When a Buyer purchases a resale home, it is a good idea to have the home inspected by a professional home inspector. That way, if there is a major defect which would cost a lot of money to repair, you will know about it in advance. If necessary, you can negotiate the indicated remedy with the seller.
If the problem cannot be repaired or you can’t reach an agreement with the seller, you will not be obligated to proceed with the sale. However, to protect your rights under the Inspection Addendum,the buyermust meet the date deadlines specified to the contract.
Buyer Beware! There are some things home inspectors don’t do. In addition to a home inspector, you may wish to hire any of the following:
a.) A video sewer scope to determine the condition of the sewer pipes.
b.) An appraiser to measure the square footage of the home. Remember the appraisal deadline does not protect you against inaccurate square footage representation. You must object to inaccurate square footage representations before the inspection deadline.
c.) A mold inspector or mold test to determine the existence of mold.
d.) An asbestos test to determine if “asbestos-like material” is in fact present.
e.) A lead-base paint test if the property was built prior to 1978.
f.) A sprinkler system contractor to determine the functionality and adequacy of the sprinkler system.
g.) A heating contractor to examine the heat exchanger in the furnace or perform a gas test of it.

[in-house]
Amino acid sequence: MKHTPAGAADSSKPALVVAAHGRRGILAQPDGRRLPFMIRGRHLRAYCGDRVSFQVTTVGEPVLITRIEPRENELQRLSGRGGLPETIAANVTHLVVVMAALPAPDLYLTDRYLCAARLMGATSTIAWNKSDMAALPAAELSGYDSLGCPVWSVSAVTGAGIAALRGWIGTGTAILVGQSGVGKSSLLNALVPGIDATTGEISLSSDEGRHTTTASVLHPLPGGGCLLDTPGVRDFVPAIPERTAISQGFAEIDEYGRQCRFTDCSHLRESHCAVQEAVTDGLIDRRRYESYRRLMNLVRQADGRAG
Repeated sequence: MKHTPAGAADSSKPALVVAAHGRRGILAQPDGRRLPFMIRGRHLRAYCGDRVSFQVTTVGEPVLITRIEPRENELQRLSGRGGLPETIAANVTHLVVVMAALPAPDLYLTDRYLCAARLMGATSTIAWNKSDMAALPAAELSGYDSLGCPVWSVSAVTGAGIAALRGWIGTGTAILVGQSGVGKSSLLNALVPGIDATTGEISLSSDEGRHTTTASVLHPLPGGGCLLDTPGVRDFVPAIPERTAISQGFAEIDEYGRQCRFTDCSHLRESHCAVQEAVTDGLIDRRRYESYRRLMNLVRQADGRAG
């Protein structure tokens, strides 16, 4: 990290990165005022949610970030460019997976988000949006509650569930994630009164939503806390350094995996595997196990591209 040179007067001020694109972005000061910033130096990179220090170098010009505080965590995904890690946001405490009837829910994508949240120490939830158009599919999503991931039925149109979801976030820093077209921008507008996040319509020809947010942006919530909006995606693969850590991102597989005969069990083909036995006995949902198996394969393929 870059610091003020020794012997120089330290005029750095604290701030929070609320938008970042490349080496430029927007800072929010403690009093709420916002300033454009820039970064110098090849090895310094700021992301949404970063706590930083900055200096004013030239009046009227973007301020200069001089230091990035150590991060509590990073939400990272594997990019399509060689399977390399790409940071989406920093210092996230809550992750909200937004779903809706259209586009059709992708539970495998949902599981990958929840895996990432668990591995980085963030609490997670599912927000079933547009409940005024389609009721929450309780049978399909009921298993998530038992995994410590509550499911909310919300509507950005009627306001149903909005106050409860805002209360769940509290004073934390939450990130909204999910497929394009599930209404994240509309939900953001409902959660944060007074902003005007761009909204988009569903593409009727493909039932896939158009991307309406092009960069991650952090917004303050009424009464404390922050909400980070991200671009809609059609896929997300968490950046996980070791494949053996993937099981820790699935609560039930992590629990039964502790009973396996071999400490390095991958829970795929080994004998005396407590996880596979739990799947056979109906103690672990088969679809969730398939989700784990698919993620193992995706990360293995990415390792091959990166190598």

I am not able to “recommend” a Home Inspector. There are many listed in the phone book; or you may know someone who would recommend an Inspector. Below are Home Inspectors who are offered for your information only. Please feel free to select any other Inspector you believe to be competent.
In selecting an Inspector you may want to ask:
1. How long have you been inspecting homes?
2. What specific training have you had to inspect homes?
3. What degrees or certification do you have? (Such as Professional Engineer, ASHI Certified, Bachelor of Sciences in Engineering, Master of Sciences in Engineering, Contractor’s Certification(s), etc.).
4. How long does the inspection last?
5. What does the inspection cost?
6. Do you provide a written report in that cost? Are photos provided?
7. Do you test for hazardous materials such as radon gas?
Most inspections are very routine. Most do not reveal major problems that could jeopardize the closing of the house. So, don’t worry, if there is a problem, we’ll handle it as provided in the Inspection Addendum. This is simply exercising the old proverb: “An Ounce of Prevention is Worth a Pound of Cure!”